Serving under Dale, in March 1613, Argall, looking for food for the settlement, sailed up the Potomac River. There, he traded with the Patawomeck, a Native American tribe who were affiliated with the Powhatan Confederacy. The Patawomeck lived at the village of Passapatanzy, as well as several other villages along the river.
When two English colonists began trading with the Patawomeck, they discovered that Pocahontas, the daughter of Wahunsonacock, Chief of the Powhatan Confederacy, was living there. According to a book by Captain John Smith, she had been there for around three months. (But he had left the colony in 1609 and had only a brief exchange with Pocahontas during her visit to England, so the claim is difficult to verify.) Learning this, Argall resolved to capture Pocahontas to aid in negotiations with the Powhatan. Sending for the local chief, Japazaws, Argall told him he must bring her on board his ship, and suggested luring her with the present of a copper kettle.
According to Patawomeck oral tradition, with the help of Japazaws, the colonists tricked Pocahontas into being captured. Their purpose, as Argalls said in a letter, was to ransom her for English prisoners held by Chief Powhatan, along with various weapons and farming tools that the Powhatan people had stolen. Powhatan returned the captives, but failed to satisfy the colonists with the amount of weapons and tools he returned. A long standoff ensued.
Argall also commanded the ship that took Pocahontas, her family, and her retinue, including her brother in law Uttamatomakkin, to visit England in 1616. He also captained the ship that returned John Rolfe to Virginia, after his wife's sudden death.
Later in 1613, under orders from London, Argall began to raid Acadia, a French colony in what is now Canada. First he sacked the French Jesuit colony of Saint-Sauveur on Mount Desert Island (now part of the state of Maine). He took fourteen prisoners, whom he transported back to Jamestown. He then returned to burn the settlement and remaining structures of an earlier French settlement on Sainte-Croix (now in Maine) and the occupied site of Port Royal (now in Nova Scotia). One of his principal French captives later wrote to praise Argall's character and conduct toward the prisoners. Argall was also the first Englishman to visit Manhattan, where he landed and warned the Dutch of their encroachment upon English territory.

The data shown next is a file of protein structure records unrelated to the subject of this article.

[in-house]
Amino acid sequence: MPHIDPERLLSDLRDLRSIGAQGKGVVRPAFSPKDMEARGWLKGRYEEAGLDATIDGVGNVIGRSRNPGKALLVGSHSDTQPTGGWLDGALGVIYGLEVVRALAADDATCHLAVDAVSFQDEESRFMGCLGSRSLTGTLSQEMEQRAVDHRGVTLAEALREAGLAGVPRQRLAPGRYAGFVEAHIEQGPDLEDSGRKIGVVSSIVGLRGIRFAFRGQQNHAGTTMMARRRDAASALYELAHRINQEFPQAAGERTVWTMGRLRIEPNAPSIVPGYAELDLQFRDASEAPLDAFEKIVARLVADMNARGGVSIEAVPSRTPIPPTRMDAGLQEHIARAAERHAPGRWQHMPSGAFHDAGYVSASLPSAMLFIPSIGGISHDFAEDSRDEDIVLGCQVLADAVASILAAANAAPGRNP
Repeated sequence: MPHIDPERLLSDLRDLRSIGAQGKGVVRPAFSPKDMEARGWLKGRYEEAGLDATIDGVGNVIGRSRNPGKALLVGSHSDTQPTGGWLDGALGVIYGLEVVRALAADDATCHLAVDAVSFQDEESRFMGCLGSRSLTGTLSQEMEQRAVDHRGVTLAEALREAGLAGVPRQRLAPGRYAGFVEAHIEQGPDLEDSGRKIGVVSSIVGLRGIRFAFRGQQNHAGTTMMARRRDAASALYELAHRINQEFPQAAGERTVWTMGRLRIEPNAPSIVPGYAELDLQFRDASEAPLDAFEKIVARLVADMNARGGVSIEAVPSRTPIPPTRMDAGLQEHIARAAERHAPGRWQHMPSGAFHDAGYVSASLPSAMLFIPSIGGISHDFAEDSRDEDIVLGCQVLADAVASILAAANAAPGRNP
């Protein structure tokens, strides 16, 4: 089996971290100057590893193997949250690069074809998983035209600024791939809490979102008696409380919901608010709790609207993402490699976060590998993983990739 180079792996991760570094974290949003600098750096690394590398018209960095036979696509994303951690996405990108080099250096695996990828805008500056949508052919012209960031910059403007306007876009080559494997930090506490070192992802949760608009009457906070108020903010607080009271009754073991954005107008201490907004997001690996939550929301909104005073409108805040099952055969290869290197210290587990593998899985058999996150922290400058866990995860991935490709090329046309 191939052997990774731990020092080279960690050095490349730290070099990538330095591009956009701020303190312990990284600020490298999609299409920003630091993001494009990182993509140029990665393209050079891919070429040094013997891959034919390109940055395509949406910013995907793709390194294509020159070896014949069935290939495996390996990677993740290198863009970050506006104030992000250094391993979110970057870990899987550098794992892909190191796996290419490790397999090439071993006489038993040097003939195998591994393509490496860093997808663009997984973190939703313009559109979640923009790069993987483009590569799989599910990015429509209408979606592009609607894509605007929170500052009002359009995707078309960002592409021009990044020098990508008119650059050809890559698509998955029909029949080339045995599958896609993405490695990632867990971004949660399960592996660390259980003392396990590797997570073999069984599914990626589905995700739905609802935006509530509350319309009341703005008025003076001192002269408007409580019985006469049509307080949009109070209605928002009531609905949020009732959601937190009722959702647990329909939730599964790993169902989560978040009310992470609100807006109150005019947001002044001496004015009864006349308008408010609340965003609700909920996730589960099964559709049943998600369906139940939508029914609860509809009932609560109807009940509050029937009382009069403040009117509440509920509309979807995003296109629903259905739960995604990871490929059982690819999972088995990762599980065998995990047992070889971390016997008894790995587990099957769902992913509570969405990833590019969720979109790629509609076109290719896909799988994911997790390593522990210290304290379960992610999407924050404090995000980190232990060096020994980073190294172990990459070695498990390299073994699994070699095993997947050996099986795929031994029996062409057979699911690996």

In the Virginia Colony, Argall was viewed as an autocrat who was insensitive to the poorer of the colonists, who included indentured servants. After Argall served as Principal Governor of Virginia beginning in 1617, Lord De La Warr was en route from England to investigate complaints about the man, but died at sea in 1618. Argall was succeeded by Sir George Yeardley in 1619 (who named a son Argall in his honor). After returning to London, Argall was cleared of the accusations against him, and continued to serve King James I.
In 1620, Argall was captain of a merchant vessel that took part in an expedition against Algiers in North Africa. It was then part of the Ottoman Empire. On his return, he was made a member of the Council of New England. Later he was named admiral for New England.
On 26 June 1622, Argall was knighted by King James I. In 1625, he was admiral of a fleet of 28 vessels, which took many prizes in capturing other nation's vessels off the coast of France. In October he commanded the flagship in an unsuccessful attack on Cadiz, Spain.
Argall never married. He died at sea on or about 24 January 1626. He left a will dated 23 May 1625, which was proved 21 March 1626. In it he mentions the following relations: sister Filmer, niece Sarah Filmer, nephew Samuel Filmer; sister Bathurst, nephew Samuel Bathurst; sister Fleetwood; brother John Argall Esq and John's son Samuel, whose descendants have flourished in Virginia and the West. He was interred in St Gluvias churchyard, Penryn, Cornwall.